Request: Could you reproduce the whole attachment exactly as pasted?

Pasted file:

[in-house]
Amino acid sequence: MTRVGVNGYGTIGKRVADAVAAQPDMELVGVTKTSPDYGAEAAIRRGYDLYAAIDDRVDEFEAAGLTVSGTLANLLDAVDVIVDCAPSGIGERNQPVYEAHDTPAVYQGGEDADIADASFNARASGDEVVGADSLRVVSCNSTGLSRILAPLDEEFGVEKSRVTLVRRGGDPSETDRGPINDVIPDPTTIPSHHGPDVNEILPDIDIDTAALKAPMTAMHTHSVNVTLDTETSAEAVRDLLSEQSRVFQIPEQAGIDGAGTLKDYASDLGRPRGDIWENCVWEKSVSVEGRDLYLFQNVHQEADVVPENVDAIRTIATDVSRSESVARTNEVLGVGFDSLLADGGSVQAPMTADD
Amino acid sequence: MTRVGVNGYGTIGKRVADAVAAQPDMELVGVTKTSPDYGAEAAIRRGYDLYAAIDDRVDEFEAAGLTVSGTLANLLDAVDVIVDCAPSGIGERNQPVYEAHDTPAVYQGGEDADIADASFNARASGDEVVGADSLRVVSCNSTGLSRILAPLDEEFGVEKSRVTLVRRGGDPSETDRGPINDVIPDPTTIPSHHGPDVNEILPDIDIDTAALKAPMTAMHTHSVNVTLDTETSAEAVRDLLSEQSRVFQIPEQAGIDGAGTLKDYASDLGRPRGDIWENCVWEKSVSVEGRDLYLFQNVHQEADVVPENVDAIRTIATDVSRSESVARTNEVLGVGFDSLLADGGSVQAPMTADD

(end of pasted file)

[in-house]
Amino acid sequence: MTRVGVNGYGTIGKRVADAVAAQPDMELVGVTKTSPDYGAEAAIRRGYDLYAAIDDRVDEFEAAGLTVSGTLANLLDAVDVIVDCAPSGIGERNQPVYEAHDTPAVYQGGEDADIADASFNARASGDEVVGADSLRVVSCNSTGLSRILAPLDEEFGVEKSRVTLVRRGGDPSETDRGPINDVIPDPTTIPSHHGPDVNEILPDIDIDTAALKAPMTAMHTHSVNVTLDTETSAEAVRDLLSEQSRVFQIPEQAGIDGAGTLKDYASDLGRPRGDIWENCVWEKSVSVEGRDLYLFQNVHQEADVVPENVDAIRTIATDVSRSESVARTNEVLGVGFDSLLADGGSVQAPMTADD
Amino acid sequence: MTRVGVNGYGTIGKRVADAVAAQPDMELVGVTKTSPDYGAEAAIRRGYDLYAAIDDRVDEFEAAGLTVSGTLANLLDAVDVIVDCAPSGIGERNQPVYEAHDTPAVYQGGEDADIADASFNARASGDEVVGADSLRVVSCNSTGLSRILAPLDEEFGVEKSRVTLVRRGGDPSETDRGPINDVIPDPTTIPSHHGPDVNEILPDIDIDTAALKAPMTAMHTHSVNVTLDTETSAEAVRDLLSEQSRVFQIPEQAGIDGAGTLKDYASDLGRPRGDIWENCVWEKSVSVEGRDLYLFQNVHQEADVVPENVDAIRTIATDVSRSESVARTNEVLGVGFDSLLADGGSVQAPMTADD